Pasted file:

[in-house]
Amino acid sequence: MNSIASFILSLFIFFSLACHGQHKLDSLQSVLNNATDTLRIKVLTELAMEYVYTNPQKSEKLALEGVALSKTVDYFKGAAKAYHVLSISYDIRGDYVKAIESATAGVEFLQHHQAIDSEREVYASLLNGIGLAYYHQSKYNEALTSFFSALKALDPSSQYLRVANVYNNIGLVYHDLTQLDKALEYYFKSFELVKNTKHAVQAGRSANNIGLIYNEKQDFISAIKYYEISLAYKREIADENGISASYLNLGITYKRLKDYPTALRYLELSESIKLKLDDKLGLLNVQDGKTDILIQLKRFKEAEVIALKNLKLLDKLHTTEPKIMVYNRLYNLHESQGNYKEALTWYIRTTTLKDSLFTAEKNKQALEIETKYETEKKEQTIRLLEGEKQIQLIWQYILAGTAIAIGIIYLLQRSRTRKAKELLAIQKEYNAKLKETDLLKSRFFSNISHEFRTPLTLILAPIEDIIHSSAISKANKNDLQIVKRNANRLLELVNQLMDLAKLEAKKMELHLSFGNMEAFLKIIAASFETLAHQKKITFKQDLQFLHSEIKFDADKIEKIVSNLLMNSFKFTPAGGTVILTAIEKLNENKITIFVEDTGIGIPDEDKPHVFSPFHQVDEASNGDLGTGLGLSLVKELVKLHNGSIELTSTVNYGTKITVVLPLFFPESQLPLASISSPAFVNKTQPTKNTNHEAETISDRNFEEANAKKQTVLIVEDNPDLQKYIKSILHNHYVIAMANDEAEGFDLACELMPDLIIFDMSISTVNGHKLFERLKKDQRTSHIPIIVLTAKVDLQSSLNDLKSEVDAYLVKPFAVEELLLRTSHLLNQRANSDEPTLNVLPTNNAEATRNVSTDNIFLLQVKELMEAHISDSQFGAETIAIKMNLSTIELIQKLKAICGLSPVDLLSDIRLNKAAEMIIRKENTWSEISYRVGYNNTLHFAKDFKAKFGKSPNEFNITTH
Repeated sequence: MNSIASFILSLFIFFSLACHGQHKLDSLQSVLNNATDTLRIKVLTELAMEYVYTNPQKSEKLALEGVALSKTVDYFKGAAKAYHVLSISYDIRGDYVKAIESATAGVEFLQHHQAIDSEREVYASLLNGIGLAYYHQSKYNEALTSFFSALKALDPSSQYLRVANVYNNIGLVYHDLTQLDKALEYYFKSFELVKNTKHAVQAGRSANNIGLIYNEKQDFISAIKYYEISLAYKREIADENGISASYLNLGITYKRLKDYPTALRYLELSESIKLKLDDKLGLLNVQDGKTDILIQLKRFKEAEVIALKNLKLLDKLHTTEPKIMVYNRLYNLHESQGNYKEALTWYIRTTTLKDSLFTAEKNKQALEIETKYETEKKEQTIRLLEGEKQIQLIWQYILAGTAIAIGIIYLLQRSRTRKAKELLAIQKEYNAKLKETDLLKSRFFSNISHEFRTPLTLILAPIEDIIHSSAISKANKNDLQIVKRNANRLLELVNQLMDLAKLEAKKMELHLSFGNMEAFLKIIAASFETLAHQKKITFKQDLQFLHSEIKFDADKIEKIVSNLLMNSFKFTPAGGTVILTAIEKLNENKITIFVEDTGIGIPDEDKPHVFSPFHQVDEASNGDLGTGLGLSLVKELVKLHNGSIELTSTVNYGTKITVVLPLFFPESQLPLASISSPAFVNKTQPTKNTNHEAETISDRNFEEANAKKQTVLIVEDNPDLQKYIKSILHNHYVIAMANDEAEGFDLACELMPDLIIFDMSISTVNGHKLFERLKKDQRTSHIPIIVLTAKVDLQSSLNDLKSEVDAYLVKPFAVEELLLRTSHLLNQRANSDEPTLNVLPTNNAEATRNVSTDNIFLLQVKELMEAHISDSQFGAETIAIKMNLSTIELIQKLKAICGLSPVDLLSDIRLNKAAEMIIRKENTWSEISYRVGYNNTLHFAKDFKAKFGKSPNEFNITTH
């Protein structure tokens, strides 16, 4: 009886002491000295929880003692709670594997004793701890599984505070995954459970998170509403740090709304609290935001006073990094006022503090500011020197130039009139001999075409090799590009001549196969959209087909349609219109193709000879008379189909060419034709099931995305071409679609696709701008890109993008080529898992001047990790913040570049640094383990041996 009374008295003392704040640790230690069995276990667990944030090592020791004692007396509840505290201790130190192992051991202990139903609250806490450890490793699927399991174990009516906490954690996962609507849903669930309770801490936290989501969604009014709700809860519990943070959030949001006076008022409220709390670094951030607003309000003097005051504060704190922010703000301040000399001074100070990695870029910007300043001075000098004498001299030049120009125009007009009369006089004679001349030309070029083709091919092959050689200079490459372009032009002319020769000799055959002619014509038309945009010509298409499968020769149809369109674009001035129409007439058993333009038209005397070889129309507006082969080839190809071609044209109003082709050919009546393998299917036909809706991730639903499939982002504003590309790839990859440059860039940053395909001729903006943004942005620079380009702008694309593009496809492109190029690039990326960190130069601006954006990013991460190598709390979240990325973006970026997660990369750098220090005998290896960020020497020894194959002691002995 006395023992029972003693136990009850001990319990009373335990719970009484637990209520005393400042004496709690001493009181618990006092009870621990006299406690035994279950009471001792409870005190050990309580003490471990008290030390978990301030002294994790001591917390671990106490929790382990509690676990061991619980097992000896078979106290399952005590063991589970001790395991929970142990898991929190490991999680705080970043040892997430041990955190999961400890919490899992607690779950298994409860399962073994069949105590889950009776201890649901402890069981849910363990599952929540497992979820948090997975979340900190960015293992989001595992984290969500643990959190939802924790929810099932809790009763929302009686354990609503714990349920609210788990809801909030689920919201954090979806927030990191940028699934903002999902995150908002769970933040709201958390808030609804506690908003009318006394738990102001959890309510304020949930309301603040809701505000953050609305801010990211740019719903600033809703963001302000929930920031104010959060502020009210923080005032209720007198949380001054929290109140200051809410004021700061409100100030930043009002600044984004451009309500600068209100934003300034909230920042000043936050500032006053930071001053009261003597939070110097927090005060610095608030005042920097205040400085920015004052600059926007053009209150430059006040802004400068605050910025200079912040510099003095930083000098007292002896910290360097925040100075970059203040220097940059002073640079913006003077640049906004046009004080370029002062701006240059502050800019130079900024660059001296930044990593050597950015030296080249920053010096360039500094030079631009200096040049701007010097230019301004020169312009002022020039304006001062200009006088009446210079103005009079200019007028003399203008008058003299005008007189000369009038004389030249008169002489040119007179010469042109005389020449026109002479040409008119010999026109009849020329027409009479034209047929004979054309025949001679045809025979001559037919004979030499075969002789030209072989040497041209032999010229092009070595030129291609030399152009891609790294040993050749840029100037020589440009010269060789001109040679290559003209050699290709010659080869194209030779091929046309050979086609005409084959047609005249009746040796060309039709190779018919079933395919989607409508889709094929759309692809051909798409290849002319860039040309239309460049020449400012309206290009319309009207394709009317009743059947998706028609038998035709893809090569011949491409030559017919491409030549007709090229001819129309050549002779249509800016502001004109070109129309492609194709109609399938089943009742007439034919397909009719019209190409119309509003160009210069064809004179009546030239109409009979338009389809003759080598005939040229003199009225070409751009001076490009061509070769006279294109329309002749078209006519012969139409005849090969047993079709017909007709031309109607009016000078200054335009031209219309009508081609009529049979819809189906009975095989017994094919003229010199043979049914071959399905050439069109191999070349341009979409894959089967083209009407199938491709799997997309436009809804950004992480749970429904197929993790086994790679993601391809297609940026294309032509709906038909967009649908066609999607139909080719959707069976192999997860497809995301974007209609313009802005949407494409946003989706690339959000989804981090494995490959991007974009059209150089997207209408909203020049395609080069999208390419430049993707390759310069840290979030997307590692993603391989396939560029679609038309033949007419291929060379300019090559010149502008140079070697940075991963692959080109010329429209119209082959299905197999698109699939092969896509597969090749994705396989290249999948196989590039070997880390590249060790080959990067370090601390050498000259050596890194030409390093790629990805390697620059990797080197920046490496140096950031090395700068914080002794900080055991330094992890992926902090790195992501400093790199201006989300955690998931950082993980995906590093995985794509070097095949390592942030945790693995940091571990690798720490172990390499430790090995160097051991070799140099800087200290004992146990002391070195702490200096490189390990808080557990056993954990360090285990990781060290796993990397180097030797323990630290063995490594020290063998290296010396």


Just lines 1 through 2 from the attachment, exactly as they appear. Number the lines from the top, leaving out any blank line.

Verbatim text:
[in-house]
Amino acid sequence: MNSIASFILSLFIFFSLACHGQHKLDSLQSVLNNATDTLRIKVLTELAMEYVYTNPQKSEKLALEGVALSKTVDYFKGAAKAYHVLSISYDIRGDYVKAIESATAGVEFLQHHQAIDSEREVYASLLNGIGLAYYHQSKYNEALTSFFSALKALDPSSQYLRVANVYNNIGLVYHDLTQLDKALEYYFKSFELVKNTKHAVQAGRSANNIGLIYNEKQDFISAIKYYEISLAYKREIADENGISASYLNLGITYKRLKDYPTALRYLELSESIKLKLDDKLGLLNVQDGKTDILIQLKRFKEAEVIALKNLKLLDKLHTTEPKIMVYNRLYNLHESQGNYKEALTWYIRTTTLKDSLFTAEKNKQALEIETKYETEKKEQTIRLLEGEKQIQLIWQYILAGTAIAIGIIYLLQRSRTRKAKELLAIQKEYNAKLKETDLLKSRFFSNISHEFRTPLTLILAPIEDIIHSSAISKANKNDLQIVKRNANRLLELVNQLMDLAKLEAKKMELHLSFGNMEAFLKIIAASFETLAHQKKITFKQDLQFLHSEIKFDADKIEKIVSNLLMNSFKFTPAGGTVILTAIEKLNENKITIFVEDTGIGIPDEDKPHVFSPFHQVDEASNGDLGTGLGLSLVKELVKLHNGSIELTSTVNYGTKITVVLPLFFPESQLPLASISSPAFVNKTQPTKNTNHEAETISDRNFEEANAKKQTVLIVEDNPDLQKYIKSILHNHYVIAMANDEAEGFDLACELMPDLIIFDMSISTVNGHKLFERLKKDQRTSHIPIIVLTAKVDLQSSLNDLKSEVDAYLVKPFAVEELLLRTSHLLNQRANSDEPTLNVLPTNNAEATRNVSTDNIFLLQVKELMEAHISDSQFGAETIAIKMNLSTIELIQKLKAICGLSPVDLLSDIRLNKAAEMIIRKENTWSEISYRVGYNNTLHFAKDFKAKFGKSPNEFNITTH